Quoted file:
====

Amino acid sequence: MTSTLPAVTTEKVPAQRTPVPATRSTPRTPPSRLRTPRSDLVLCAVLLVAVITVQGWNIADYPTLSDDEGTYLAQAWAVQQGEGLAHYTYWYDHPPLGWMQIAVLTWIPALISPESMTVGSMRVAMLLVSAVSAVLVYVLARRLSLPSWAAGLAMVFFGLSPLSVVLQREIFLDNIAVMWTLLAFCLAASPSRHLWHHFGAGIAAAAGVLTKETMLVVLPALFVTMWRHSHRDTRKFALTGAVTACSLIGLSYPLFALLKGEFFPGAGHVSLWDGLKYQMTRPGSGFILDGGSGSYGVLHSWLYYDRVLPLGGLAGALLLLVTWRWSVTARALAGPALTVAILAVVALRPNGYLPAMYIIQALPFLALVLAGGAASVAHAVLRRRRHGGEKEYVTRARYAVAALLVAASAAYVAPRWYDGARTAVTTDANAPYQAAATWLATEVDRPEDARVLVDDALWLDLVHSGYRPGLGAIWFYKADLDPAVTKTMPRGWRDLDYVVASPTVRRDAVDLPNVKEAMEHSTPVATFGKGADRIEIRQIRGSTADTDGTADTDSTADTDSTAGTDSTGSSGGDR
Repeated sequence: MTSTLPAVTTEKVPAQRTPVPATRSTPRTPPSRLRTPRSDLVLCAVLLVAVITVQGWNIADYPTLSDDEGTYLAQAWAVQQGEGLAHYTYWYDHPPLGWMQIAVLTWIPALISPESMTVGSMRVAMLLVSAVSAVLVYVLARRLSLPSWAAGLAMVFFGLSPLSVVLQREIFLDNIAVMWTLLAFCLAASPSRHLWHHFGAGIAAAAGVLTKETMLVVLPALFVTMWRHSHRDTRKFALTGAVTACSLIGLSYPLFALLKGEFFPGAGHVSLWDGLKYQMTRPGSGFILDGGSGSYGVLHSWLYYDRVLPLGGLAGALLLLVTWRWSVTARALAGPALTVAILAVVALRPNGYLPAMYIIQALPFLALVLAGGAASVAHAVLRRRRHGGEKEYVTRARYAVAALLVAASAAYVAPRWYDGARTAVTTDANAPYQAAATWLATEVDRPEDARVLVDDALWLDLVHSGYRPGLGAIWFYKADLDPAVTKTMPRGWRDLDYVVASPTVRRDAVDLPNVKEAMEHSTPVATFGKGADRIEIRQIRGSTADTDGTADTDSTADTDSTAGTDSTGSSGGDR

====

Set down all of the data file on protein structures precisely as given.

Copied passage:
Amino acid sequence: MTSTLPAVTTEKVPAQRTPVPATRSTPRTPPSRLRTPRSDLVLCAVLLVAVITVQGWNIADYPTLSDDEGTYLAQAWAVQQGEGLAHYTYWYDHPPLGWMQIAVLTWIPALISPESMTVGSMRVAMLLVSAVSAVLVYVLARRLSLPSWAAGLAMVFFGLSPLSVVLQREIFLDNIAVMWTLLAFCLAASPSRHLWHHFGAGIAAAAGVLTKETMLVVLPALFVTMWRHSHRDTRKFALTGAVTACSLIGLSYPLFALLKGEFFPGAGHVSLWDGLKYQMTRPGSGFILDGGSGSYGVLHSWLYYDRVLPLGGLAGALLLLVTWRWSVTARALAGPALTVAILAVVALRPNGYLPAMYIIQALPFLALVLAGGAASVAHAVLRRRRHGGEKEYVTRARYAVAALLVAASAAYVAPRWYDGARTAVTTDANAPYQAAATWLATEVDRPEDARVLVDDALWLDLVHSGYRPGLGAIWFYKADLDPAVTKTMPRGWRDLDYVVASPTVRRDAVDLPNVKEAMEHSTPVATFGKGADRIEIRQIRGSTADTDGTADTDSTADTDSTAGTDSTGSSGGDR
Repeated sequence: MTSTLPAVTTEKVPAQRTPVPATRSTPRTPPSRLRTPRSDLVLCAVLLVAVITVQGWNIADYPTLSDDEGTYLAQAWAVQQGEGLAHYTYWYDHPPLGWMQIAVLTWIPALISPESMTVGSMRVAMLLVSAVSAVLVYVLARRLSLPSWAAGLAMVFFGLSPLSVVLQREIFLDNIAVMWTLLAFCLAASPSRHLWHHFGAGIAAAAGVLTKETMLVVLPALFVTMWRHSHRDTRKFALTGAVTACSLIGLSYPLFALLKGEFFPGAGHVSLWDGLKYQMTRPGSGFILDGGSGSYGVLHSWLYYDRVLPLGGLAGALLLLVTWRWSVTARALAGPALTVAILAVVALRPNGYLPAMYIIQALPFLALVLAGGAASVAHAVLRRRRHGGEKEYVTRARYAVAALLVAASAAYVAPRWYDGARTAVTTDANAPYQAAATWLATEVDRPEDARVLVDDALWLDLVHSGYRPGLGAIWFYKADLDPAVTKTMPRGWRDLDYVVASPTVRRDAVDLPNVKEAMEHSTPVATFGKGADRIEIRQIRGSTADTDGTADTDSTADTDSTAGTDSTGSSGGDR